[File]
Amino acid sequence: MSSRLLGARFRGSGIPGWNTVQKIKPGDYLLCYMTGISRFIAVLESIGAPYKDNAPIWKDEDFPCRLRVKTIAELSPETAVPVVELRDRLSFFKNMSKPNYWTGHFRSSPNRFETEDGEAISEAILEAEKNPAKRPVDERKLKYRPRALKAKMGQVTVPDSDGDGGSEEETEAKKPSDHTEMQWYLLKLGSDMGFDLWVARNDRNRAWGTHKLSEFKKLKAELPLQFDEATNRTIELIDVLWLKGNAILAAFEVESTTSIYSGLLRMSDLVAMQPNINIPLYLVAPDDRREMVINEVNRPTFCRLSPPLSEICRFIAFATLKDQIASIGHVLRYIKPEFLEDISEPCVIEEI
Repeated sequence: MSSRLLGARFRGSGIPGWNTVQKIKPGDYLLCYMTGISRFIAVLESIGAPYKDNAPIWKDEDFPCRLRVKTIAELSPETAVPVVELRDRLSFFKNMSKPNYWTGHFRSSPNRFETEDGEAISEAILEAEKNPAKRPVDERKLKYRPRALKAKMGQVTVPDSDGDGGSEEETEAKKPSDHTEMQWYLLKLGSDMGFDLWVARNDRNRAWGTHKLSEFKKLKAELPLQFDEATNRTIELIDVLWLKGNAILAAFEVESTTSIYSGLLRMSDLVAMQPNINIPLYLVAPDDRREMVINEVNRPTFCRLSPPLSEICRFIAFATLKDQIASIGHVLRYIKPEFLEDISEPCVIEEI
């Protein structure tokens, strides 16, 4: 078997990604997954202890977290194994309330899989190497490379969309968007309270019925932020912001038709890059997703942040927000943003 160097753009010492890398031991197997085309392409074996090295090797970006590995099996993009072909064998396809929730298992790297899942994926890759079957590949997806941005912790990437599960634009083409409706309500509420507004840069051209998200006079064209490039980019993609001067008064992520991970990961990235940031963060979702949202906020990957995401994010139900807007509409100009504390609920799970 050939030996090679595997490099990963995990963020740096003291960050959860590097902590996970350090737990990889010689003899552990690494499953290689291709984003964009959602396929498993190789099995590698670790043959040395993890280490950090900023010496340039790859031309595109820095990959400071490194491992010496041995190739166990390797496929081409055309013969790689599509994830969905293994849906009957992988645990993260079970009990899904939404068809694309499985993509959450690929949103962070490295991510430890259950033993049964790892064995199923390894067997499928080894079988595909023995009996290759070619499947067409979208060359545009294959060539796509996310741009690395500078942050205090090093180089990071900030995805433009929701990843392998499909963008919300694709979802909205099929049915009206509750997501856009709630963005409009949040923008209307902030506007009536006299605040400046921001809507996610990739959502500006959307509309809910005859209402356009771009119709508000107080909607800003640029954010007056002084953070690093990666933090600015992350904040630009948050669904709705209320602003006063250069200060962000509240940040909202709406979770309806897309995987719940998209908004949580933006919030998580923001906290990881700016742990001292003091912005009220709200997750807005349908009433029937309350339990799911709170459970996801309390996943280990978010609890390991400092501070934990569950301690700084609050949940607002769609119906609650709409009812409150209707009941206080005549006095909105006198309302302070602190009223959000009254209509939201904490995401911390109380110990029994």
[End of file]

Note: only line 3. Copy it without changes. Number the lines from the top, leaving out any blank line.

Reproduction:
């Protein structure tokens, strides 16, 4: 078997990604997954202890977290194994309330899989190497490379969309968007309270019925932020912001038709890059997703942040927000943003 160097753009010492890398031991197997085309392409074996090295090797970006590995099996993009072909064998396809929730298992790297899942994926890759079957590949997806941005912790990437599960634009083409409706309500509420507004840069051209998200006079064209490039980019993609001067008064992520991970990961990235940031963060979702949202906020990957995401994010139900807007509409100009504390609920799970 050939030996090679595997490099990963995990963020740096003291960050959860590097902590996970350090737990990889010689003899552990690494499953290689291709984003964009959602396929498993190789099995590698670790043959040395993890280490950090900023010496340039790859031309595109820095990959400071490194491992010496041995190739166990390797496929081409055309013969790689599509994830969905293994849906009957992988645990993260079970009990899904939404068809694309499985993509959450690929949103962070490295991510430890259950033993049964790892064995199923390894067997499928080894079988595909023995009996290759070619499947067409979208060359545009294959060539796509996310741009690395500078942050205090090093180089990071900030995805433009929701990843392998499909963008919300694709979802909205099929049915009206509750997501856009709630963005409009949040923008209307902030506007009536006299605040400046921001809507996610990739959502500006959307509309809910005859209402356009771009119709508000107080909607800003640029954010007056002084953070690093990666933090600015992350904040630009948050669904709705209320602003006063250069200060962000509240940040909202709406979770309806897309995987719940998209908004949580933006919030998580923001906290990881700016742990001292003091912005009220709200997750807005349908009433029937309350339990799911709170459970996801309390996943280990978010609890390991400092501070934990569950301690700084609050949940607002769609119906609650709409009812409150209707009941206080005549006095909105006198309302302070602190009223959000009254209509939201904490995401911390109380110990029994």